The Primary Care Tipping Point (Postponed But Not Forgotten)
One of the most pervasive (and prominent) themes of national health care reform is the impending rapid decline in availability of primary care physicians. This is ascribed to a number of factors: the high cost of medical school in combination with the far lower pay awarded PCPs compared to specialists, the impending wave of physician retirements from the ‘baby boomer’ generation, and the historic focus on fee-for-service payment models which have left many PCPs unable to find any takers for their practice in an era of diminished reimbursements and unreimbursed services like follow-up phone calls. Even with a recent explosion in urgent care centers including the CVS ‘Minute Clinic’ model where nurse practitioners are the ones typically providing front line care delivery, many experts warn that overall demand could significantly exceed supply.
The first wave of enrollments have passed, and some observers have noted that wait times across broad areas of the country are largely unchanged and in some cases even improved slightly. This is a far cry from the predicted apocalypse of long lines and angry patients (even White Coat Checklist warned of the possibility). WCC remains confident in our long-term analysis, and we can even explain why the ‘tipping point’ for primary care remains elusive at present. For one, only 9.5 million of the estimated 30 million eligible Americans signed up for coverage during the 2013-2014 open enrollment period. Another crucial impact has been the decision by many (largely Republican) state governors to refuse Medicaid expansion funding from the federal government.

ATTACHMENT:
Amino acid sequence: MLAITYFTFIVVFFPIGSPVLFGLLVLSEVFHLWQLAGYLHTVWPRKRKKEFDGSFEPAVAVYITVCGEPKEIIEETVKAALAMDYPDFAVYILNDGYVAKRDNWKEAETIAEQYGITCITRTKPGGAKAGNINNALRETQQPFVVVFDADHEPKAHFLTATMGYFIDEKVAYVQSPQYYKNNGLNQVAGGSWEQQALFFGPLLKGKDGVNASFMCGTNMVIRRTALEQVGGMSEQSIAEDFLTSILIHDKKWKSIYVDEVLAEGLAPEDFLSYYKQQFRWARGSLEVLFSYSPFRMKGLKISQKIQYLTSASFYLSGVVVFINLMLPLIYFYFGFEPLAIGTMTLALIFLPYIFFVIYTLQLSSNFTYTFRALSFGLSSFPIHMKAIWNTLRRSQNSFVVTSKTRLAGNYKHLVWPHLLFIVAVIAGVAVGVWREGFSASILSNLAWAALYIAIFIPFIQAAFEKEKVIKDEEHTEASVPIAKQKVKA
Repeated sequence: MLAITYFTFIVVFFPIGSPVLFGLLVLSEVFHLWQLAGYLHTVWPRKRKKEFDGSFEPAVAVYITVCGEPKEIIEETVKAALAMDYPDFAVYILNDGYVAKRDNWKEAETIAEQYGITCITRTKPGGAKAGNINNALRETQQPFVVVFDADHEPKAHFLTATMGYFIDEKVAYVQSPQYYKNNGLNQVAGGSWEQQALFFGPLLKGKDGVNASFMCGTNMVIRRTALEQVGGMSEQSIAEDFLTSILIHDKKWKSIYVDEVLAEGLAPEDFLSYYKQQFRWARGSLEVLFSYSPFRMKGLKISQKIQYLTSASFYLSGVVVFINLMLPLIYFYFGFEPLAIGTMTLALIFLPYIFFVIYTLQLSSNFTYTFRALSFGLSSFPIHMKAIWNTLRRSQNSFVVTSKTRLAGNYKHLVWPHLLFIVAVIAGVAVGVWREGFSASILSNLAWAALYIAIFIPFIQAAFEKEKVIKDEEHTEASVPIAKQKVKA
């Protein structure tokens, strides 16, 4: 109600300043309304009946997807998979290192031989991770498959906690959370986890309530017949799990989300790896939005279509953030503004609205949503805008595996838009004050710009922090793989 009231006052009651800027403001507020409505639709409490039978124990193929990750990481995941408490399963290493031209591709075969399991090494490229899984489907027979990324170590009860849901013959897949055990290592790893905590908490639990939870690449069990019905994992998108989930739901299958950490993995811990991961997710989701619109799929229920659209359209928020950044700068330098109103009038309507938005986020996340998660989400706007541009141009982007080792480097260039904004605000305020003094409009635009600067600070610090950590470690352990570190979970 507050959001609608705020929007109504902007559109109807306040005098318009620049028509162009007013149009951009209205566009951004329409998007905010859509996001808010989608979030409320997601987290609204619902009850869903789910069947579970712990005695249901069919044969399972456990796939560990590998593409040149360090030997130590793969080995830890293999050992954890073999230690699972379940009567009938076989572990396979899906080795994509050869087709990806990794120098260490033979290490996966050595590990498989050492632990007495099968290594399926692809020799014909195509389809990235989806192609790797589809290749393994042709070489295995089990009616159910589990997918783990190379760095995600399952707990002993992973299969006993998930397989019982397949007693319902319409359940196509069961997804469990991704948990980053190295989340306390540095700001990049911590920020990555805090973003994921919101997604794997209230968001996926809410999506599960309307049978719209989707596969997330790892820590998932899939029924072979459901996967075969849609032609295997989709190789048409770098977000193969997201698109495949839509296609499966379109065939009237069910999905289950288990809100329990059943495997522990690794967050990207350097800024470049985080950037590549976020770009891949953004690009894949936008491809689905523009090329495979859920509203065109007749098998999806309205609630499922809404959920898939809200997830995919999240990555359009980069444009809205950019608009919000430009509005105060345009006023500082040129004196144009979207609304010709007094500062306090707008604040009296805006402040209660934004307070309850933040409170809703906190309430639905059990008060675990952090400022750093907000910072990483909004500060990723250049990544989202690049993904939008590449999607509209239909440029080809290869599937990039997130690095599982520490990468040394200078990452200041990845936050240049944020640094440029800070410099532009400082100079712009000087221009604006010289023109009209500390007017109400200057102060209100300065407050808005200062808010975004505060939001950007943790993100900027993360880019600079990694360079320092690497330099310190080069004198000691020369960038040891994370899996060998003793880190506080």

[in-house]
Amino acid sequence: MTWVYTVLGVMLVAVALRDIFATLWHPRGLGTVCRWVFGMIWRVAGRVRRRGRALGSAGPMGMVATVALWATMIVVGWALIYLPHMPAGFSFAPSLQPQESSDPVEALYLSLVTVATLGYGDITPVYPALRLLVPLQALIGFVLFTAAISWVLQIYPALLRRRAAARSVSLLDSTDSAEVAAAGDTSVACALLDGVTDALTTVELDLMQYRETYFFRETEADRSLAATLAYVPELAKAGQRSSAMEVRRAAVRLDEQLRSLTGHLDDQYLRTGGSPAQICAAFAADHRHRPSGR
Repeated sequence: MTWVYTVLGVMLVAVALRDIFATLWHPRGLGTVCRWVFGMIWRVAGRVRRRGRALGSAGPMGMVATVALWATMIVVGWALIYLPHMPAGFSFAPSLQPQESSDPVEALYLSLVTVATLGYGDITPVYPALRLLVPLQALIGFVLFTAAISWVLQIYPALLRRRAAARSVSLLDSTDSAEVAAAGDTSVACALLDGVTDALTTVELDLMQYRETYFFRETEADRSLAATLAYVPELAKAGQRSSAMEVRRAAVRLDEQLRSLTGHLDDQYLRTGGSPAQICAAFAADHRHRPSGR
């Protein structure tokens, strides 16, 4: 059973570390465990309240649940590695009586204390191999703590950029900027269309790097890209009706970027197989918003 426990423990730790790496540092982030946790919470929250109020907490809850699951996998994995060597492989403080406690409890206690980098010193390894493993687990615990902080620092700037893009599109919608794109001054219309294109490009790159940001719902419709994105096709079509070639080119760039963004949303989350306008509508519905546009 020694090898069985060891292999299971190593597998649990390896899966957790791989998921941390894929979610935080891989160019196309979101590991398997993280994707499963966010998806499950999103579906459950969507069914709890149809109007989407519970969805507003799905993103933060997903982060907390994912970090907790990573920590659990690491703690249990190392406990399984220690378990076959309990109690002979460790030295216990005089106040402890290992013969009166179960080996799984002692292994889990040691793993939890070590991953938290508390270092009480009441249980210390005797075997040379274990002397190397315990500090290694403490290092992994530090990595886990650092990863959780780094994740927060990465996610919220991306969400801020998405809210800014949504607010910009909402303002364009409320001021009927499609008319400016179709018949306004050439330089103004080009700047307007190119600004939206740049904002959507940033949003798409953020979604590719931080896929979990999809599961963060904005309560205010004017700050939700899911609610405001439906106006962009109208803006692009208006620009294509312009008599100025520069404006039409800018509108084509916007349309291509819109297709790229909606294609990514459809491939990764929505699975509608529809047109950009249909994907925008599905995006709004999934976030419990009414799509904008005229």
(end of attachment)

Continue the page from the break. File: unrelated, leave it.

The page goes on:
While the debate surrounding cost containment has both political and logistical elements, the fact remains that this policy shift could well result in one of the largest-scale mortality studies in history. The death rate in Massachusetts dropped significantly following implementation of universal coverage in 2006, and states like California (and for the record, Kentucky and Arkansas) which follow suit can expect to benefit likewise. The 24 laggard states, many of which are already disproportionately poorer in health, will likely experience even greater negative variation following this haphazard and uneven implementation. The Supreme Court’s 2012 decision was the driving factor in allowing states to opt out of the Medicaid provision, and now dollars (and providers) can be expected to flow to the states which are investing in the health of their residents to a greater degree, leaving those without to suffer. The primary care tipping point may not be upon us quite yet, but remains only a matter of time given that the larger trends have not shifted in any meaningfully significant way.